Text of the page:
Brown-, gray- and black-hooded robes rustled, knotted white cords swung rhythmically, and sandaled feet crunched gravel.
The soft sounds of labored breathing could also be heard as several hundred Franciscan friars from all over the world wound their way up steep hills, passing wheat fields and olive groves while on a two-hour penitential procession to the tomb of their founder, St. Francis of Assisi.
The processing friars were just some of the 1,800 Friars Minor, Conventual Franciscans, Capuchins and Third Order Regular Franciscans attending an April 15-18 gathering celebrating the 800th anniversary of papal approval of the Franciscan rule. It was the first time that many representatives of the four main Franciscan branches had come together in Assisi.
Participants followed in the footsteps of their founder with many activities centered around or near the Basilica of St. Mary of the Angels, which houses the Portiuncula chapel -- the small church where St. Francis experienced his conversion.
On April 18, participants traveled south for a special audience with Pope Benedict XVI. The trip recalled St. Francis' pilgrimage to see Pope Innocent III in 1209 to receive approval of his rule of life and formally establish the Franciscan order.
Meeting with them in the courtyard of the papal villa in Castel Gandolfo, south of Rome, the pope thanked the world's Franciscan family for being "a precious gift" to all Christians.
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The pope recalled how St. Francis heard God's voice telling him, "Repair my house," and he urged today's Franciscans to continue those efforts of fixing the serious "ruins" in society and mankind.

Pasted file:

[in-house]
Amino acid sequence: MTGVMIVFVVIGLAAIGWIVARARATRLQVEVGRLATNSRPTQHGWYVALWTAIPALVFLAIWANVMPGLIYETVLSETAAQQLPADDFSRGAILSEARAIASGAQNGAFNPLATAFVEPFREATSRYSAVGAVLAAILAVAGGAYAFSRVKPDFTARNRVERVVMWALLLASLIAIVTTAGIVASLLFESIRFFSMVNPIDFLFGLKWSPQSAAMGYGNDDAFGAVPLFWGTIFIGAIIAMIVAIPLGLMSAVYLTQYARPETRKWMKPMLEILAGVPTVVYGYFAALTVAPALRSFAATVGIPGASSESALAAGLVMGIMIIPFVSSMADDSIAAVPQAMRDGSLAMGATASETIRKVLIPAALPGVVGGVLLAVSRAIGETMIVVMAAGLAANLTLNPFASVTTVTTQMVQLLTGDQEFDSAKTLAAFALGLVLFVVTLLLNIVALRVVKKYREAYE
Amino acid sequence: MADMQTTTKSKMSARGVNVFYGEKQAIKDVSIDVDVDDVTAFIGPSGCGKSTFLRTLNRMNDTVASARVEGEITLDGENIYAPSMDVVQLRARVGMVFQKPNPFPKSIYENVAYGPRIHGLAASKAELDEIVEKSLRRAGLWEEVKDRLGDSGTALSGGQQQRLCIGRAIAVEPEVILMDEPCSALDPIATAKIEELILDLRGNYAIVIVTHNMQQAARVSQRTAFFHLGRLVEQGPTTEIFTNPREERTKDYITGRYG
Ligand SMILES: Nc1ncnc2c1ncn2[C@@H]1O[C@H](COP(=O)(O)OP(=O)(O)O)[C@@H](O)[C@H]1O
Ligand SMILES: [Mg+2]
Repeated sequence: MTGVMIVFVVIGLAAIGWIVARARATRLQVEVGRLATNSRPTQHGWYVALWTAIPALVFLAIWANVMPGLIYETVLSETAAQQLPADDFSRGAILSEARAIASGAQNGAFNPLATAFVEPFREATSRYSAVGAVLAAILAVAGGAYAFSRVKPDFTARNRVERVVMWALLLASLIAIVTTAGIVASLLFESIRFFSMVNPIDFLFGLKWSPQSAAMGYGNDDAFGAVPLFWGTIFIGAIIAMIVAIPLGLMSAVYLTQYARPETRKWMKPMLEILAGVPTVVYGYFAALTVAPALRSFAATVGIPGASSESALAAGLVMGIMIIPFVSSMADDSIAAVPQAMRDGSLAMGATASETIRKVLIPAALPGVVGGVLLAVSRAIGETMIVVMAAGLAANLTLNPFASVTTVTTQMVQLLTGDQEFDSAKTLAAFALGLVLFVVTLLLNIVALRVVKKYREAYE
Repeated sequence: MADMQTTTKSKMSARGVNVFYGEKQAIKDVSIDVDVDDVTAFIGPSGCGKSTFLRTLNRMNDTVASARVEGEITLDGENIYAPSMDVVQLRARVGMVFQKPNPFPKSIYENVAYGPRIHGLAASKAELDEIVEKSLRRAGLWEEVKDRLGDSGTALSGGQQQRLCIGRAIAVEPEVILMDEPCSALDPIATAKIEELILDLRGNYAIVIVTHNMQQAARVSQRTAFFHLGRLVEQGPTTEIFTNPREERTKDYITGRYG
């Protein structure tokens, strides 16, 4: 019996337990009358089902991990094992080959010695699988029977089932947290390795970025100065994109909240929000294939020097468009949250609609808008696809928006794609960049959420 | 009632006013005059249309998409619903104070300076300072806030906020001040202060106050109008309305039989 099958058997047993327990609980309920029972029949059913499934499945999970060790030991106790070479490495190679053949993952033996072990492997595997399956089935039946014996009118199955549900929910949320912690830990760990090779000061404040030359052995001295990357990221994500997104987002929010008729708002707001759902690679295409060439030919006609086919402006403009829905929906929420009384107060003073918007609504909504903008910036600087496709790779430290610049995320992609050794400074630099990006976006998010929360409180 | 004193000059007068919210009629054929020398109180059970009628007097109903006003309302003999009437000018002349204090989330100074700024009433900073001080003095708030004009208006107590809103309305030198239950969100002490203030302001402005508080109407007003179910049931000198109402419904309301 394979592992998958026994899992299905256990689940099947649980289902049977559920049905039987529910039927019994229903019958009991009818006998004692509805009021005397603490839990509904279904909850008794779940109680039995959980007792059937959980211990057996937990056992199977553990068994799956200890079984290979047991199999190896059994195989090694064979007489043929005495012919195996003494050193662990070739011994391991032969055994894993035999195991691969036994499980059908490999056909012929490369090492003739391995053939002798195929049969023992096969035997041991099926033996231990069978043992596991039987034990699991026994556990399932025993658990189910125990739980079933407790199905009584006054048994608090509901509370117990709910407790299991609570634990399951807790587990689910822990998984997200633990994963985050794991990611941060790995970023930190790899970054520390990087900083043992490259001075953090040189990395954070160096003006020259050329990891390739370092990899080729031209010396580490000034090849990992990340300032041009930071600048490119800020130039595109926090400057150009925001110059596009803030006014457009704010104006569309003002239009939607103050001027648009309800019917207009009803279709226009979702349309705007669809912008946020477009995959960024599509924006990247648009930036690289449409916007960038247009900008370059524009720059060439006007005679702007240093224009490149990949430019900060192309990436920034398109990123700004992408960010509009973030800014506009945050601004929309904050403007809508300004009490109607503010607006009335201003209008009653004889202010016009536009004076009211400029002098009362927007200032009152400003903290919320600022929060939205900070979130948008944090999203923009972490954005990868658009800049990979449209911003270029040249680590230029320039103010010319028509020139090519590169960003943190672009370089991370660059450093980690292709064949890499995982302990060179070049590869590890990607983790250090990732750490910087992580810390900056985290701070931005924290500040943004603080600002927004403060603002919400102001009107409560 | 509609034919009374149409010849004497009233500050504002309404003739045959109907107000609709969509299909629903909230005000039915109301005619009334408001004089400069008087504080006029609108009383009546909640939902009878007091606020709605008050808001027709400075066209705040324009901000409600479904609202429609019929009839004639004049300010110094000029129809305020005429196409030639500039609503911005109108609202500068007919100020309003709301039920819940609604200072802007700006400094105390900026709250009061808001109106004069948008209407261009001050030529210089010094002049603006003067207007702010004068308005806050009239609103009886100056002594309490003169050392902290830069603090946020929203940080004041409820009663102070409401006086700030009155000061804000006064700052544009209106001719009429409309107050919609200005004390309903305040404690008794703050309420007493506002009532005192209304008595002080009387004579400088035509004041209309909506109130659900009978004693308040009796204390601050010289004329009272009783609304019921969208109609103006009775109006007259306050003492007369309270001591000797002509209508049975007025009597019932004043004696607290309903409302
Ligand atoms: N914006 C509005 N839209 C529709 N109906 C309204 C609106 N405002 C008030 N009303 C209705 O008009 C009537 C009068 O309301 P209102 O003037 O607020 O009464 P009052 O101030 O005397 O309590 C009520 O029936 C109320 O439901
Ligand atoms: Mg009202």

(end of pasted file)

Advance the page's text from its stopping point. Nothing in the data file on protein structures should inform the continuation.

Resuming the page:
"Like Francis, always begin with yourself. We are the first homes that God wants restored," Pope Benedict said. In the spirit of the Gospel, "continue to help the pastors of the church by rendering her face as the bride of Christ more beautiful."
During an outdoor eucharistic celebration in Assisi April 17, Brazilian Cardinal Claudio Hummes, a Franciscan who heads the Vatican's Congregation for Clergy, underlined the importance of the Franciscan charism of fraternity, communion and living the evangelical ideal of poverty.
"To live evangelical poverty in a world that is increasingly dazzled and enslaved by money and to live with love and solidarity toward the poor -- toward every single poor person -- must be one of the most important and significant contributions the Franciscan friars make" in bearing witness to Christ in today's world, Cardinal Hummes said in his homily.
Cardinal Franc Rode, prefect of the Vatican's Congregation for Institutes of Consecrated Life and Societies of Apostolic Life, echoed the importance of living as humble and poor children of God as personified by St. Francis.
Being a living witness to humility and poverty is a sign of having been freed by God from the thirst for power and possessions, he said in his homily April 16, adding that this liberating message must be shared with others so that everyone may have the possibility of receiving eternal life.
Though St. Francis' rule of simplicity, fraternity and poverty received formal approval by Pope Innocent III 800 years ago, it is still relevant and crucially urgent in today's world of excess, individualism and hedonism, a number of friars told Catholic News Service April 17.